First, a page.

UK government repeats registry demands on Overseas Territories

Monday, 30 March 2015

The UK government has written to the Cayman Islands and British Virgin Islands repeating its demand that they set up a central registry of private companies' beneficial ownership.

Prime Minister David Cameron first presented the demand for an open registry to Britain's Crown Dependencies and Overseas Territories in June 2013. It was softened by a promise that the UK and the G8 countries would do the same.

While agreeing to consider the matter, none of the UK's Crown Dependencies and Overseas Territories have actually set the matter in motion, beyond a consultation exercise. Several have explicitly stated that they will not do so until the G8 and other nations have taken the lead.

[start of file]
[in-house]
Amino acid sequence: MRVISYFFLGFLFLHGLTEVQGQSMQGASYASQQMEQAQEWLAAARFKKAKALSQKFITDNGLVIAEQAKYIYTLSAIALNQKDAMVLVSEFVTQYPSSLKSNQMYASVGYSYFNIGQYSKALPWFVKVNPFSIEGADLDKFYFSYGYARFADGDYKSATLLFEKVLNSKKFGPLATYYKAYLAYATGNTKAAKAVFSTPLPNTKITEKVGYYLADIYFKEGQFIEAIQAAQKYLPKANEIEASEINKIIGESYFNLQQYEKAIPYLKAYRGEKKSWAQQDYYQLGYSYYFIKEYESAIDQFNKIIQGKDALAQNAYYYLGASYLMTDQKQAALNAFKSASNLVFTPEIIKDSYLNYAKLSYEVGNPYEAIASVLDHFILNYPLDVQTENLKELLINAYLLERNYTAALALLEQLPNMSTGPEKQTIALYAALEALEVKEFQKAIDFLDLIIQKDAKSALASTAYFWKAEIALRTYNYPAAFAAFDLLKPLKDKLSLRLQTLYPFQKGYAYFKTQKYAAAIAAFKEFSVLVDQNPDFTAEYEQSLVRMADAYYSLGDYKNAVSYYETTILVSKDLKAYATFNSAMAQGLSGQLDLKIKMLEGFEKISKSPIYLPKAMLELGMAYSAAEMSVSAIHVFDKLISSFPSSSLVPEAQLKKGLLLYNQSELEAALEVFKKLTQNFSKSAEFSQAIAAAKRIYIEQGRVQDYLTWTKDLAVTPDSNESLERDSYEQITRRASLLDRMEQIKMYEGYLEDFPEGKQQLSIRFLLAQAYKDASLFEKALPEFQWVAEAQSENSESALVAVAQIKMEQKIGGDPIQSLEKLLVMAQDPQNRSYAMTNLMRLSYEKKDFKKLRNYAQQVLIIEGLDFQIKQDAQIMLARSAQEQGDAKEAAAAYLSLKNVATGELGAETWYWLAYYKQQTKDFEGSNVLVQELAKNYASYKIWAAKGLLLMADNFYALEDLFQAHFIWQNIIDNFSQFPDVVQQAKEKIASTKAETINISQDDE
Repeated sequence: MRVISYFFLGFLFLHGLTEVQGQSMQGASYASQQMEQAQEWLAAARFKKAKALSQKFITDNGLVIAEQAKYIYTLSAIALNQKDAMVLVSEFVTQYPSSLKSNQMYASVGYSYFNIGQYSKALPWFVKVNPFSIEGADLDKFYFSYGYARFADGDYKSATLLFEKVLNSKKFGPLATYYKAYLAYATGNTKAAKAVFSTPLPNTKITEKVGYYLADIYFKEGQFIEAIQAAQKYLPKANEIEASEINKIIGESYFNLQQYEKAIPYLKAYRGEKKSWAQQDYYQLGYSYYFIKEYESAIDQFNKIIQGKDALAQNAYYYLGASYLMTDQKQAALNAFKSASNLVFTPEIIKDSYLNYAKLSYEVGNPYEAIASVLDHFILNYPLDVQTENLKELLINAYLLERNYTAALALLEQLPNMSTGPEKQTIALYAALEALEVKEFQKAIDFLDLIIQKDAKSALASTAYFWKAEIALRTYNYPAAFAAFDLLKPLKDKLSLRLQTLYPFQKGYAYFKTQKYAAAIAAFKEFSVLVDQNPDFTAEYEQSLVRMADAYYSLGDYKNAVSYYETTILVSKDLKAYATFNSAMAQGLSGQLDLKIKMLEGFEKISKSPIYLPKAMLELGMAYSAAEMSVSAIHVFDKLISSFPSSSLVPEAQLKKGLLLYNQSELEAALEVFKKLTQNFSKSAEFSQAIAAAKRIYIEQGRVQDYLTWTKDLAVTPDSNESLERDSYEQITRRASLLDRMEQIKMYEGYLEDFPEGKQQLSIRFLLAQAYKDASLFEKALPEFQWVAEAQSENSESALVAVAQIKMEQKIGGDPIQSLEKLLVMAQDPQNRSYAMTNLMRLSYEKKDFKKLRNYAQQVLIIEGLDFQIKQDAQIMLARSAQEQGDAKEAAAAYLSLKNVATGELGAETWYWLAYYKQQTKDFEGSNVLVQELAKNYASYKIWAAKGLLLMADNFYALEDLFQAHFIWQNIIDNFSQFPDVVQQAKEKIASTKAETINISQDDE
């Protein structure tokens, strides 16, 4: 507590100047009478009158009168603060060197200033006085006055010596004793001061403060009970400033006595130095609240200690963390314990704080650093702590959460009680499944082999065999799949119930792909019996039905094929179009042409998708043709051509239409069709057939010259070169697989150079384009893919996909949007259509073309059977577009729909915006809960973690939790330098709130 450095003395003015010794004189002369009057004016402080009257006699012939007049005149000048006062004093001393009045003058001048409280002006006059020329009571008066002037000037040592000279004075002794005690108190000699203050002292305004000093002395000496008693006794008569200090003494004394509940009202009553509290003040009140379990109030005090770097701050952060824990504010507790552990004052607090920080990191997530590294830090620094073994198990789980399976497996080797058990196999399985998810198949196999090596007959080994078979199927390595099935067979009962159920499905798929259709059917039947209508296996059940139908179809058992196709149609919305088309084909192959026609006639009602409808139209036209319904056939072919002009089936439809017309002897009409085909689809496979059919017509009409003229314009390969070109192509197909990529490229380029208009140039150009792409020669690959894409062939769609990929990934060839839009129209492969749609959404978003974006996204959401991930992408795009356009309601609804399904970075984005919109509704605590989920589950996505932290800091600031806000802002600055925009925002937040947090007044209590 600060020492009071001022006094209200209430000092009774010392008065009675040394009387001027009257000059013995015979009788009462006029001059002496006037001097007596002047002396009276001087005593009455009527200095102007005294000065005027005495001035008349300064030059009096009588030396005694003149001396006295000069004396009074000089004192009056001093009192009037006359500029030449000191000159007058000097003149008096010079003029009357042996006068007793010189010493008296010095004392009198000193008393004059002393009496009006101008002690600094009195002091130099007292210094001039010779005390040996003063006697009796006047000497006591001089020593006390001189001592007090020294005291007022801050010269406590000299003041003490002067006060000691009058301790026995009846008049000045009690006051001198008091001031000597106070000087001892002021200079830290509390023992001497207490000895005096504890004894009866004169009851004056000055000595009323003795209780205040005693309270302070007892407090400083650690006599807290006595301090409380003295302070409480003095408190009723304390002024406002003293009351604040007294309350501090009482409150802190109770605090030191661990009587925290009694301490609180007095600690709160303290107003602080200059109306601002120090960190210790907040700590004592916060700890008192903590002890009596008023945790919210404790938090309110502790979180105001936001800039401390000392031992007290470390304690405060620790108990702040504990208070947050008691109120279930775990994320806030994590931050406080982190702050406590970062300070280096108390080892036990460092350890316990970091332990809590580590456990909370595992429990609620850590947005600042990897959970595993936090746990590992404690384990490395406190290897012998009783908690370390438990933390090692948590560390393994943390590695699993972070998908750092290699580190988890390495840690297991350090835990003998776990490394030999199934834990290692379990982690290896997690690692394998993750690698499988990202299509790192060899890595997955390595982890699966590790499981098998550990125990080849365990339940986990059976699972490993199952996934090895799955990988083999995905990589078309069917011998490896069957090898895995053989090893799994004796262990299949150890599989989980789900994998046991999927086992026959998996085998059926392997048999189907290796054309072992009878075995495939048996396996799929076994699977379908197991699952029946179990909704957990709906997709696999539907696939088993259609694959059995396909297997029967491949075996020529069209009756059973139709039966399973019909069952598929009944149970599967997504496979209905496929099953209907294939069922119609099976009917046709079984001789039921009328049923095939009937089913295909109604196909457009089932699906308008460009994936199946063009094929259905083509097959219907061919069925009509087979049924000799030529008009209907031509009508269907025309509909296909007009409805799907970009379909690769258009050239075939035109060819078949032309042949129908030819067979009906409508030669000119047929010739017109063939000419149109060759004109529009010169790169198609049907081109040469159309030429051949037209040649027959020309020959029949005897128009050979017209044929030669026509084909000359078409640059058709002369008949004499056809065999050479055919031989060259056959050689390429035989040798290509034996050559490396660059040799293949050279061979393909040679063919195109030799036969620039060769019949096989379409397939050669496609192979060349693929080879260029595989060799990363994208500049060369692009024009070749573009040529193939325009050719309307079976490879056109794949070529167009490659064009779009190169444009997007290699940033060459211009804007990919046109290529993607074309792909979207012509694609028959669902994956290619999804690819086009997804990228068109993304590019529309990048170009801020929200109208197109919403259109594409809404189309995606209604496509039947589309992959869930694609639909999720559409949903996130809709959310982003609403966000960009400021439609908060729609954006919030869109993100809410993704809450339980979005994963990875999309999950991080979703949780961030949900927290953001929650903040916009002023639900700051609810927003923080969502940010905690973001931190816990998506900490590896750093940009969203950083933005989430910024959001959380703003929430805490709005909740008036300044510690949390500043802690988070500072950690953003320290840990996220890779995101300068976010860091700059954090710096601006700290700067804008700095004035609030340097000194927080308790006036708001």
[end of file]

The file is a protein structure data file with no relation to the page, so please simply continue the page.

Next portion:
The European Union has now agreed legislation to implement such a registry, and last week the UK itself enacted a bill mandating the setting-up of a registry by April 2016 (Small Business, Enterprise and Employment Act 2015). The following day, Financial Secretary to the Treasury David Gauke and Foreign Officer Minister James Duddridge jointly wrote to the BVI and Cayman Islands' governments asking them to provide an implementation timetable for their own registries. No response has yet been given.

  • The pressure on Britain's Overseas Territories and Crown Dependencies to set up these registers does not come only from the current Conservative-Liberal government. Last month, the leader of the UK's opposition Labour Party, Ed Miliband, told them he will force them to set up public registers of company beneficial ownership if Labour wins the general election in May. If they did not comply within six months of the election, he said, he would recommend the OECD to blacklist them as 'tax havens'.



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